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Should You Recruit Job Candidates With Online Degrees?

University of Phoenix, Capella University, Southern New Hampshire University: We’ve all seen the late night commercials boasting online degree programs at these and other institutions.  Some of these schools are for-profit, some nonprofit, some public. Some have actual college campuses, some do not. When you’re looking to recruit job candidates, is there a way to tell the difference? Does it really matter?

Ten years ago, only a handful of institutions offered fully online degree programs. But that changed over time. According to a Pew Research Report, 77 percent of colleges and universities reported their institution offered courses taking place exclusively in an online environment. Nearly 90 percent of 4-year public institutions reported the same. These statistics from 2011 are likely even higher now.

At the time this Pew Research Report was completed, more than half of employers reported preferring to recruit job candidates with traditional degrees from an average school over candidates with online degrees, even if the online degrees were from top universities. If you’re among the recruiters or hiring managers holding on to this bias, you may be missing out on some great opportunities hints Jo Anne Shea, Ph.D., Director, University Extension at the University of Texas at Austin (UT-Austin).

“Institutions like UT-Austin [are adding] more and more online courses to their standard course offerings,” Shea explains. “Indeed, most students will have taken at least some online courses as part of their degree plan, so perhaps the distinction between online and face-to-face degrees will be something in which we become less interested.”

That being said, below are three key steps in eliminating the online degree barrier when recruiting job candidates.

Check the Institution’s Accreditations

Perhaps the biggest culprit tarnishing the perceived value of online degrees is the history of “bad eggs” that have existed (and, in some cases, still do). These offenders are often called “diploma mills” and they offer admission and award degrees with little selectivity. In some cases, degrees can be essentially purchased and delivered within 30 days.

However, many online degree programs these days have been found to match or even surpass the quality of their offline counterparts. The first indicator of quality is accreditation. Online degree programs can now be accredited in the same way traditional degree programs are. So considering someone with an online degree shouldn’t mean lowering your standards.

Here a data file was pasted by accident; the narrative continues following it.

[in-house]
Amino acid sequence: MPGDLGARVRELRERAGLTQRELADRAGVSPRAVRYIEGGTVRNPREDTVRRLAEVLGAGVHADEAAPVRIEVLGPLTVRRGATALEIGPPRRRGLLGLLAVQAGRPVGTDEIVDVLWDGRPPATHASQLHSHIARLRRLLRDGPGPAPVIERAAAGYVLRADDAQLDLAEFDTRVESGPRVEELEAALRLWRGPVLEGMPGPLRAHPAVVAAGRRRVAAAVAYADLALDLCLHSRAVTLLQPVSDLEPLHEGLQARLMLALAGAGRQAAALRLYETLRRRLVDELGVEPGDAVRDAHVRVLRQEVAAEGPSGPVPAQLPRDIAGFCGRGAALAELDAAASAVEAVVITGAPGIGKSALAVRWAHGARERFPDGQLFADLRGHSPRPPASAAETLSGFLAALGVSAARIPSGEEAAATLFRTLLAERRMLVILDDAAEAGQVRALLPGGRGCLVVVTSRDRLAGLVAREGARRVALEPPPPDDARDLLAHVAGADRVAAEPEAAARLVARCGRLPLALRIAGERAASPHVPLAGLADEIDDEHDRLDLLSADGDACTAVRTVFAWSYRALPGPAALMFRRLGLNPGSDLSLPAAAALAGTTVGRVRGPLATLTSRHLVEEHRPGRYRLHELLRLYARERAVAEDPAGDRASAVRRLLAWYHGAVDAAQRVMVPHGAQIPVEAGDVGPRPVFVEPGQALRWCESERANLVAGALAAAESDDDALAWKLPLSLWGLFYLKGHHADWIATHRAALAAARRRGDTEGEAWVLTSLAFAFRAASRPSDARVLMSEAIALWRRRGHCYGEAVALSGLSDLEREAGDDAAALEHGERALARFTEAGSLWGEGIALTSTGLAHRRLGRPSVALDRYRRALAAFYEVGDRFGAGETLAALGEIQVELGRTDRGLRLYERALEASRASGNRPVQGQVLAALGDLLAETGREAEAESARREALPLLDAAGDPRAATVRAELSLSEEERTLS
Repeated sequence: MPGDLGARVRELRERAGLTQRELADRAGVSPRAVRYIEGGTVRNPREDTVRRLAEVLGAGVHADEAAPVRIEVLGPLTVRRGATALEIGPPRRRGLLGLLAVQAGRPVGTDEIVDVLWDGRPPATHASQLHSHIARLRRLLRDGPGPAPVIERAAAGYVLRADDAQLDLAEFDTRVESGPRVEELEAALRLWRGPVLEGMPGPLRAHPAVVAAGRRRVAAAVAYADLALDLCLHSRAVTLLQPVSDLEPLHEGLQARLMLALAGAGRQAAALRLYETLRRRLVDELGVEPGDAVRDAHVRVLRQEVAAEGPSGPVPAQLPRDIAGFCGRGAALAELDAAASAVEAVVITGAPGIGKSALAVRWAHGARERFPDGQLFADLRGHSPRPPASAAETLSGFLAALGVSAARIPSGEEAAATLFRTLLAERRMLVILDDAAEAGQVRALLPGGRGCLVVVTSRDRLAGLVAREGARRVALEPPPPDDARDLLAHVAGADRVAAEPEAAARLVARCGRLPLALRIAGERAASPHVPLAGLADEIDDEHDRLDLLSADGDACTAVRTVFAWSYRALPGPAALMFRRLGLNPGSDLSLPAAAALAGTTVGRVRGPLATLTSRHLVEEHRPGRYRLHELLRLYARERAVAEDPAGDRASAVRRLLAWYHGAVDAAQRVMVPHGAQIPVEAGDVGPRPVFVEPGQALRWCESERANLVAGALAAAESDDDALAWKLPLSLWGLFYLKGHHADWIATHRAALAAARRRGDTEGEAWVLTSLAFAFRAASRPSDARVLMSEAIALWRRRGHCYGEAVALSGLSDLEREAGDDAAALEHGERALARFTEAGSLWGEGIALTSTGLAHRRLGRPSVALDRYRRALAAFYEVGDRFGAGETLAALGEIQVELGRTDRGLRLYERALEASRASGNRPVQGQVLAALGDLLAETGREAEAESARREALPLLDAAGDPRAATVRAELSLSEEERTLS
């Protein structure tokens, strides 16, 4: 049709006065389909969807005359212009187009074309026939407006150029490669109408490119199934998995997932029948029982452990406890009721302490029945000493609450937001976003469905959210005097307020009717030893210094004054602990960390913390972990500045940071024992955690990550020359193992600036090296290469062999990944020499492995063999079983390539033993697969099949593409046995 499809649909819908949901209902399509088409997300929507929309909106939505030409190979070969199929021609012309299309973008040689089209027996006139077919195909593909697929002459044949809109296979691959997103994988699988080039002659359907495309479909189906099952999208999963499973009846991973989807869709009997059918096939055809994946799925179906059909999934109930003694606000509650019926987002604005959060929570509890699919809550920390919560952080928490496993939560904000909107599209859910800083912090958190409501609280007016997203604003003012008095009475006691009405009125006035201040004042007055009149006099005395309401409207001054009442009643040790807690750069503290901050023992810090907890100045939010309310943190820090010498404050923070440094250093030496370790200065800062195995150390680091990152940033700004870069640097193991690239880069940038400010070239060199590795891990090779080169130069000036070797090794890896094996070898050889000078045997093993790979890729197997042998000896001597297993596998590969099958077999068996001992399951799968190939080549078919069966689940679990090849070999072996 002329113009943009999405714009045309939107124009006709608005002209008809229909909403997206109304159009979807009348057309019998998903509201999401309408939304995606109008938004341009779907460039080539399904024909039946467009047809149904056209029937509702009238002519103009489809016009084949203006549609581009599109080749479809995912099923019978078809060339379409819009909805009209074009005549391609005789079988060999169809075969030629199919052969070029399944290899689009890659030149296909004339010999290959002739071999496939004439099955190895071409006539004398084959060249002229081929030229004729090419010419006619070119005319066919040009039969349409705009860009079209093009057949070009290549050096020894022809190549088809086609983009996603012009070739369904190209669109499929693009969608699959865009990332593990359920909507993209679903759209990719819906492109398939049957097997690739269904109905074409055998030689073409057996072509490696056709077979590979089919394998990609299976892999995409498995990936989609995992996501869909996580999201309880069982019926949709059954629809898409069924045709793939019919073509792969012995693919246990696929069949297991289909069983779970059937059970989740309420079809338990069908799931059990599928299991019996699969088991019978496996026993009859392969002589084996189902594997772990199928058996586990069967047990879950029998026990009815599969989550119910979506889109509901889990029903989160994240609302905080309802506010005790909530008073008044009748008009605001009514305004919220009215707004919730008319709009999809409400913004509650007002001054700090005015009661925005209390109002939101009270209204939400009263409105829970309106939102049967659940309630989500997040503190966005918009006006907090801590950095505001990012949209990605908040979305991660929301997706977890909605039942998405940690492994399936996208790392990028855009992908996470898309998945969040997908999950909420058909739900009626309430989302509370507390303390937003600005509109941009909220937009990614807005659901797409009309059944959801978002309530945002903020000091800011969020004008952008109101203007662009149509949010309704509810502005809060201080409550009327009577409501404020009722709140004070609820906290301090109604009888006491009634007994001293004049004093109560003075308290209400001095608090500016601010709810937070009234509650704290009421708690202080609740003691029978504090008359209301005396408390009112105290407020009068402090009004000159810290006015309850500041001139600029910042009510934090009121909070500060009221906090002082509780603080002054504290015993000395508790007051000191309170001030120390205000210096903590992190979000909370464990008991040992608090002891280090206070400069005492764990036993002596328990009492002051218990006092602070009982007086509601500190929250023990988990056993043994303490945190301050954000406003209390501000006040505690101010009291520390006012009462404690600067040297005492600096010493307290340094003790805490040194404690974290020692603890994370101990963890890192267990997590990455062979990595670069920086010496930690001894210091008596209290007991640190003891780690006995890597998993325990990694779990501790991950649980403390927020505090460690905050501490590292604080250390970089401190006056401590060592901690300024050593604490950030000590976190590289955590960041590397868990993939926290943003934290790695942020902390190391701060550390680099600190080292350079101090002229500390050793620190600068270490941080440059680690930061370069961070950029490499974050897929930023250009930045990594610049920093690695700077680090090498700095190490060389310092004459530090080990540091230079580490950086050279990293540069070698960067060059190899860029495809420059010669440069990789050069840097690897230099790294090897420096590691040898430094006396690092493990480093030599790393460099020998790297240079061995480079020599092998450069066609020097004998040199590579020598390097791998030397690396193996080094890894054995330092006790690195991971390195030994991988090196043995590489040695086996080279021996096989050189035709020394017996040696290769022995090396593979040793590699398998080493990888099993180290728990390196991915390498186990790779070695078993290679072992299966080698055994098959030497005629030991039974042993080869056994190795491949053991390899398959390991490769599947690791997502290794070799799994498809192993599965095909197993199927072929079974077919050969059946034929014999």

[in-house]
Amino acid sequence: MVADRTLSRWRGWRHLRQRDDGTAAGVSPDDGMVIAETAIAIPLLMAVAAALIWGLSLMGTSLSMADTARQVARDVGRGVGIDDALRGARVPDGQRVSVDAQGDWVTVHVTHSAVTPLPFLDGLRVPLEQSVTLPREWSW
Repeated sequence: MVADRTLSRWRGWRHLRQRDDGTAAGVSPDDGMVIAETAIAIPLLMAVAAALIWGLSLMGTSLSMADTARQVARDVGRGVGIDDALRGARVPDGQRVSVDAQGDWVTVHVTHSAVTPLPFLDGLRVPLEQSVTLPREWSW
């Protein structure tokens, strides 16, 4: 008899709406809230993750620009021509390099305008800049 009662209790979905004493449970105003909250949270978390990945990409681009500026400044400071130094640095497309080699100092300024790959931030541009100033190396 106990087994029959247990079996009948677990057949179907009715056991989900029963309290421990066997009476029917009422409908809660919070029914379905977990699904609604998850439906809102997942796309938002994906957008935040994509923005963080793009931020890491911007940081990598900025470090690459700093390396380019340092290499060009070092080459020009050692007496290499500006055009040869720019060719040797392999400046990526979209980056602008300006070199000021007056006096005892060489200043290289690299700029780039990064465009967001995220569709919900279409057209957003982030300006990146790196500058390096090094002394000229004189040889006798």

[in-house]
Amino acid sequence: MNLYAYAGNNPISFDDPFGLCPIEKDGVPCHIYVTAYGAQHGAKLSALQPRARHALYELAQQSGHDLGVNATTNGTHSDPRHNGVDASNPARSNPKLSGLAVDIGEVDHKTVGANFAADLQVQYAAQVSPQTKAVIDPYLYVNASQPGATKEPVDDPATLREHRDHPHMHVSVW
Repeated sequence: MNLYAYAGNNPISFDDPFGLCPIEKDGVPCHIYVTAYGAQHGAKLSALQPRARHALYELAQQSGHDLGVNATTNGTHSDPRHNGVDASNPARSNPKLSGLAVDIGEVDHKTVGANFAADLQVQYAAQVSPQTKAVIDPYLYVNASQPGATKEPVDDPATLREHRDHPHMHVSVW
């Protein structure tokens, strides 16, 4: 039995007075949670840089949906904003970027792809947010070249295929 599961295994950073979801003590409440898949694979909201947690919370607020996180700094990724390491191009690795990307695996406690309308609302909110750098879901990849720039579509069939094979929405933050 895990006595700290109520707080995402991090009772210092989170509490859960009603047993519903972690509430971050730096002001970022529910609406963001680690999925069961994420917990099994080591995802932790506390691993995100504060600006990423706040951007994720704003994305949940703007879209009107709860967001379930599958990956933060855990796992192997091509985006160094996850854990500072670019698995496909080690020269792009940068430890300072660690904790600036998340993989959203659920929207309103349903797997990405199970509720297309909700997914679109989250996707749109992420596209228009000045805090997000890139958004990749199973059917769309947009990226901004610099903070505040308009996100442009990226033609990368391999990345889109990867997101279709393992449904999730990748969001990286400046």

At UT-Austin, for instance, the Master of Science in Technology Commercialization Degree offered by McCombs School of Business has an online option for most of its coursework. Whether taken online or face-to-face, the degree program has an outstanding reputation and is accredited through The Association to Advance Collegiate Schools of Business (AACSB), widely called the gold standard of business school accreditation both online and offline.

To easily check the accreditation status of a job candidate’s alma mater, use the College Navigator tool provided by the National Center for Education Statistics.

Check the Degree Program’s Rankings

U.S. News & World Report began ranking the Best Online Degree Programs for the first time this past year. Take a look at the rankings and you’ll see most of the top performing institutions are strong in those same areas offline as well. For example, Pennsylvania State University ranks first in online bachelor’s degree programs and also happens to rank in the top 1 percent of traditional universities worldwide.

Phoenix Business Journal recently reported Arizona State University (ASU) clobbered online heavyweight (and geographical neighbor) University of Phoenix with its online bachelor’s degree programs. In the U.S. News and World Report rankings, ASU’s online bachelor’s degree program tied at eighth in the nation, while University of Phoenix tied at 82nd.

Being able to compare the rankings of online degrees in the same way recruiters have compared traditional degrees in the past could be a game changer. And with more sophisticated hybrids of degrees entering the market (many are both online and face-to-face) as well as innovative approaches like competency-based degrees also offered through both delivery methods, we’re entering an era in which the quality of the degree has little to do with whether or not it was acquired online.

Check Your Preconceived Biases at the Door

Once accreditations and program rankings are in check, there’s very little that separates an online degree from a traditional degree anymore.

“The endorsement of a college like the McCombs School of Business and the authorization of an institution such as UT-Austin are more important than the delivery mode of the coursework or program,” says Shea. “Students and employers rightly expect credentials from these sources to signify outstanding quality.”

In fact, online degrees don’t even necessarily cost less since investment in technology and online training can push some online degrees even above the cost of their traditional counterparts. However, the bias remains strong. A 2013 study published in the Global Education Journal showed employers’ perceptions of online schools are more favorable if they themselves have attended online schools.

What’s your take? Do you still have compelling reasons to weed those with online degrees from your candidate pool? We’d love to hear your reasons (or reasons why not).

 

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